Against that probability, they have the possibility that, by setting the printing presses on high speed, the Fed might alienate foreign dollar holders who, theory has it, have as much to lose from a falling dollar as anyone. So, maybe, just maybe, the foreign holders will hold tight, preferring to see their many trillions depreciate by, say, 10%, rather than taking a deeper loss by heading for the exits en masse.
And that provides the Fed just the intellectual cover needed to do what is, after all, its default mode – depreciate the currency. For the truth of that observation, look no further than the fact that the U.S. dollar has lost over 96% of its purchasing power since the creation of the Fed in 1913.
But there are additional reasons for the Fed to opt for a loose money policy. To name one, the U.S. is in the aforementioned presidential election cycle. Foreign dollar holders don’t vote, but heavily indebted Americans do. For another, a weak dollar will help make U.S. manufacturers stay more competitive (hey, it worked for the Chinese!). Finally, a weaker dollar benefits the government by allowing it to pay down its many debts in depreciated dollars.
Most people don’t fully appreciate how poorly the Fed has managed the currency since cancelling the dollar’s convertibility into gold in 1971. That brazen act cut the ties between the dollar and any fundamental value, leaving only political restraint to underpin the dollar. The chart below paints a clear picture of the result.
In time, and maybe in our time, the piper has to be paid. And make no mistake, the price of too many dollars chasing too many goods is inflation. And record money creation leads to record inflation.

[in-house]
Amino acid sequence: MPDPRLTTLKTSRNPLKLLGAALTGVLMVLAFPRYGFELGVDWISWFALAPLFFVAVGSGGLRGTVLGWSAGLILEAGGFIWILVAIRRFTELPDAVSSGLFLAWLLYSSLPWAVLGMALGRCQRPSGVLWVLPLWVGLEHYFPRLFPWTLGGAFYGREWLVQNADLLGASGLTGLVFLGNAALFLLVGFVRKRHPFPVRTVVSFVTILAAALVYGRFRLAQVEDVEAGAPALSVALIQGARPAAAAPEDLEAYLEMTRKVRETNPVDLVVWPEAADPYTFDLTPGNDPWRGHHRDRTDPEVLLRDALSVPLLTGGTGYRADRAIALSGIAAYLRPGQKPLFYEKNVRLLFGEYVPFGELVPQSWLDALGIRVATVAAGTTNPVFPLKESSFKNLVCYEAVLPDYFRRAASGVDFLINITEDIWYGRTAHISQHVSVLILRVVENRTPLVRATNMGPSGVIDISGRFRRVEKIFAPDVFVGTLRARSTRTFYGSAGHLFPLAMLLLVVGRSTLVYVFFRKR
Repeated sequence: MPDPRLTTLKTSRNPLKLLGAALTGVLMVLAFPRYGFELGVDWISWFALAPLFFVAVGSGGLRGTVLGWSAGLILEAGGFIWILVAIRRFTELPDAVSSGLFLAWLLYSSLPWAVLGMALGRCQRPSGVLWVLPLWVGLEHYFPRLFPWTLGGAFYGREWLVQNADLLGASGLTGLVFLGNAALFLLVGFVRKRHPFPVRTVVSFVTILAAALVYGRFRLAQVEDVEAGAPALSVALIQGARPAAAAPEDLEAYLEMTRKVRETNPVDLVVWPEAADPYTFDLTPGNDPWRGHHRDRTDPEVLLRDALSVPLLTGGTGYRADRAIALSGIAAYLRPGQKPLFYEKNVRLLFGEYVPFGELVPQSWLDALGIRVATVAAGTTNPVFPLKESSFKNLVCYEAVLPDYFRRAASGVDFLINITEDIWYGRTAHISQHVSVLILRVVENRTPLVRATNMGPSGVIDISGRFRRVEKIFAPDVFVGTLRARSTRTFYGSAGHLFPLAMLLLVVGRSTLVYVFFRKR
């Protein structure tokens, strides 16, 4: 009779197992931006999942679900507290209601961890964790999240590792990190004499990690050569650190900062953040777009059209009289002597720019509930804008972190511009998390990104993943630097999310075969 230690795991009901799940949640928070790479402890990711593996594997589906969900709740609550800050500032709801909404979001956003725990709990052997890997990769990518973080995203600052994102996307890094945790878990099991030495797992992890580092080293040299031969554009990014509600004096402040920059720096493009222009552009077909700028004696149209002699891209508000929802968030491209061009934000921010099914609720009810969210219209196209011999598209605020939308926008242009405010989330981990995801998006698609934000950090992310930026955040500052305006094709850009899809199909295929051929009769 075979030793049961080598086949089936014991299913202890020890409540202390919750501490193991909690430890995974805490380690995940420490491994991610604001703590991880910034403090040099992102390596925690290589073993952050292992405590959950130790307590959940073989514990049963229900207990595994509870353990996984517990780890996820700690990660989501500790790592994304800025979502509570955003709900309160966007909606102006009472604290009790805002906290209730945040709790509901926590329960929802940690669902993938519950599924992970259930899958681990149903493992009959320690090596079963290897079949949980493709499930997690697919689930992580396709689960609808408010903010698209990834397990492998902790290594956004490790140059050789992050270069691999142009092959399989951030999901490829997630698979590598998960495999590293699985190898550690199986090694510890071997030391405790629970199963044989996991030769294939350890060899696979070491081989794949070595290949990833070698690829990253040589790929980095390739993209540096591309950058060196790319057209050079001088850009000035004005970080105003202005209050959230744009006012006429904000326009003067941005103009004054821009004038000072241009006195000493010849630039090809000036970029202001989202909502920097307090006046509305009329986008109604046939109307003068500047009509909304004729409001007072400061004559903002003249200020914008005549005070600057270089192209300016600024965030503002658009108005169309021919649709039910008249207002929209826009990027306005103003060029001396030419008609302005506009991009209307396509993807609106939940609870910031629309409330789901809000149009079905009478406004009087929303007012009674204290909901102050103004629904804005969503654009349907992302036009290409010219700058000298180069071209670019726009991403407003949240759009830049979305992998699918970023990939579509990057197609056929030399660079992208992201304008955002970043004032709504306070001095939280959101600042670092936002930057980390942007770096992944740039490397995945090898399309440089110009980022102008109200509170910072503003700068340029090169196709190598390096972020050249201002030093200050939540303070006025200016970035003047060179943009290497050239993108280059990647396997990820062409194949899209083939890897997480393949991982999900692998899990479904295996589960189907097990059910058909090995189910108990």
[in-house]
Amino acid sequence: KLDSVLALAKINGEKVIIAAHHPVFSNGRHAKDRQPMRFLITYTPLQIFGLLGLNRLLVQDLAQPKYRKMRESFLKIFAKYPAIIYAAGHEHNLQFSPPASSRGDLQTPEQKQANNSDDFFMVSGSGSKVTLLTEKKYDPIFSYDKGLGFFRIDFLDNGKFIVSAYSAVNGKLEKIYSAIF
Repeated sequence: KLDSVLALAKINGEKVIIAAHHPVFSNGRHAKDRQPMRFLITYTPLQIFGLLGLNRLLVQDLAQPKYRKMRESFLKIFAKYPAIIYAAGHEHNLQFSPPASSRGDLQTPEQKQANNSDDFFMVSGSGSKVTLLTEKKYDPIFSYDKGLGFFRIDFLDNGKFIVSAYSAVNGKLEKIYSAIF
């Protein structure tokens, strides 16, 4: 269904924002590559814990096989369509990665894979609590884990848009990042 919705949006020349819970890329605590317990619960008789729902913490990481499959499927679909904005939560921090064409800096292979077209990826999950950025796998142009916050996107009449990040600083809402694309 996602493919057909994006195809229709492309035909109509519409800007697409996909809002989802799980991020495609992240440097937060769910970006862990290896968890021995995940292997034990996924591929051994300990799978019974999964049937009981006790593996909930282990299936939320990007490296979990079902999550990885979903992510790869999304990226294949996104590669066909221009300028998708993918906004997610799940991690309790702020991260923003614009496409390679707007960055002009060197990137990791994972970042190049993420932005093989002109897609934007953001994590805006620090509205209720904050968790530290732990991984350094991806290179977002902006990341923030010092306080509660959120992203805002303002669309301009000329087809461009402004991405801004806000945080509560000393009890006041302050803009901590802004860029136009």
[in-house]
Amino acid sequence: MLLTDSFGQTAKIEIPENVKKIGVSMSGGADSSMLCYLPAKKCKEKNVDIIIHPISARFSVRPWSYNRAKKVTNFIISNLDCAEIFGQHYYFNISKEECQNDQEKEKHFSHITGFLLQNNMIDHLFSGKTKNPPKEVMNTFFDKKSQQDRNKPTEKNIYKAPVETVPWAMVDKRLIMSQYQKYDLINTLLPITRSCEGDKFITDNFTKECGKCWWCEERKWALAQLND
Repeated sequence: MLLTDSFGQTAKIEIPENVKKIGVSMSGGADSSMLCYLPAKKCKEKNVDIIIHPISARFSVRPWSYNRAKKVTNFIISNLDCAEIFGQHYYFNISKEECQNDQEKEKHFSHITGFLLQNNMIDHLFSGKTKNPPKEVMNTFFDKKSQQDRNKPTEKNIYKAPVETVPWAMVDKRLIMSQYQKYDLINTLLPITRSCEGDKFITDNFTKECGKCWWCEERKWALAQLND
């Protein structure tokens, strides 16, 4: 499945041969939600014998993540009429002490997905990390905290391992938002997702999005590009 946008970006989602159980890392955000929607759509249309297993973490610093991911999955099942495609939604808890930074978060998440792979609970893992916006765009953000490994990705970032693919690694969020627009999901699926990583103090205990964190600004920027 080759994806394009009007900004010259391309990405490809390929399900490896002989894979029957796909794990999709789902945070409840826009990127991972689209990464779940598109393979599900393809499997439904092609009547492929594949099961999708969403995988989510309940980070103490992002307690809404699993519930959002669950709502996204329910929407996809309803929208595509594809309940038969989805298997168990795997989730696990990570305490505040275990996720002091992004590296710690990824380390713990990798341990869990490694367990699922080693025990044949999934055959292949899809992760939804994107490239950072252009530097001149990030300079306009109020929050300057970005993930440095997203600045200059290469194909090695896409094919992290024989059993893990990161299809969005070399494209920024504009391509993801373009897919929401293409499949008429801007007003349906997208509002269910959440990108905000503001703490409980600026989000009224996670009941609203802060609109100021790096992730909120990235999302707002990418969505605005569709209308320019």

Of course, there are many potential negatives associated with a collapsing dollar, including the higher interest rates the Fed is trying to avoid in the first place, but those negatives are more hypothetical at this point than the clear and present danger of simply letting the global economy take it hard on the chin by staying out of the mess.
Given the choice between the possibility that foreign dollar holders will dump their greenbacks and disadvantage themselves in the process, versus the certainty of deep financial pain should the Fed do nothing at this juncture, we think the Fed will continue to take the path it believes is relatively less unpleasant and keep the spigots open wide on money creation.
The market finally seemed to see the light on Thursday, September 6, when a major divergence in the paths of gold and the broader stock markets occurred. On that day, the Dow dropped over 125 points while gold shot up more than $13 an ounce. And it continued up on Friday, Monday and Tuesday, with gold breaking through the $700 mark even as equities did little or nothing. That was the first time the two marched to different drummers since the crisis hit.
Since then, gold has gained a new appreciation in the investment milieu. When the stock market soared after the Fed lowered interest rates, so did gold. And when the market retraced, gold pushed higher still.
Even more cheering for readers of our monthly editions of BIG GOLD is that the market didn’t just come to its senses about the role that gold had to play in the unfolding crisis, it also remembered that gold stocks were, in fact, related to gold.
The chart below shows the action in the BIG GOLD portfolio of recommended securities from the period of August 15 – October 15, 2007. As you can see, until the first week of September, the Big Gold portfolio had been tracking, or even underperforming, the broader market as represented by the S&P 500.
While still baby steps in terms of what we expect, this is exactly the sort of price action we’ve been expecting… an early indication that institutional investors are starting to move into large-cap gold stocks, the investment class that pops first to mind when the Wall Street crowd decides that gold belongs in the portfolio.
No matter which way things go, gold – as it has been for thousands of years – is the ultimate hedge in times of crisis. And the recent shift into the metal, and now to gold stocks as well, is a sign that increasing numbers of investors are learning to see it as such.
David Galland is the managing editor of the BIG GOLD advisory from Casey Research, one of the nation’s oldest and most respected organizations providing unbiased research on natural resource investments.